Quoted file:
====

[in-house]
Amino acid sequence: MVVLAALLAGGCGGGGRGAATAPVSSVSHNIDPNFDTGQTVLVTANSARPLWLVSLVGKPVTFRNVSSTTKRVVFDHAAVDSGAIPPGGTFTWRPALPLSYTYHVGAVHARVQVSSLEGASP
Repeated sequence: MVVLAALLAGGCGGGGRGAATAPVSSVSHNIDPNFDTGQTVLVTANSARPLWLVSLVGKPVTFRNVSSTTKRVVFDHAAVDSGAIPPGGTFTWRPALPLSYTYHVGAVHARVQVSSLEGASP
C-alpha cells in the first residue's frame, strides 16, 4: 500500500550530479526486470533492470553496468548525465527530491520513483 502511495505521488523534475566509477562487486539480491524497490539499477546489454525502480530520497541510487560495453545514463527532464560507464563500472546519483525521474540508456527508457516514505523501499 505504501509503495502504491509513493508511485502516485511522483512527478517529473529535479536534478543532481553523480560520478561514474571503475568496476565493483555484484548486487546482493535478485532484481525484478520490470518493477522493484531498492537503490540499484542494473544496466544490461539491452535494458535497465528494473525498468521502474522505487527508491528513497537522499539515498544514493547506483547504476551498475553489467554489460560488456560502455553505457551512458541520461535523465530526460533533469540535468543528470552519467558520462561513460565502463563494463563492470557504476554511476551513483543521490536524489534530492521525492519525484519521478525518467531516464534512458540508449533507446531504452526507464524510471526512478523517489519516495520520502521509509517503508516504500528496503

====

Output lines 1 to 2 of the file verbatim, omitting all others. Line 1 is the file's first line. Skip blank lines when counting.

[in-house]
Amino acid sequence: MVVLAALLAGGCGGGGRGAATAPVSSVSHNIDPNFDTGQTVLVTANSARPLWLVSLVGKPVTFRNVSSTTKRVVFDHAAVDSGAIPPGGTFTWRPALPLSYTYHVGAVHARVQVSSLEGASP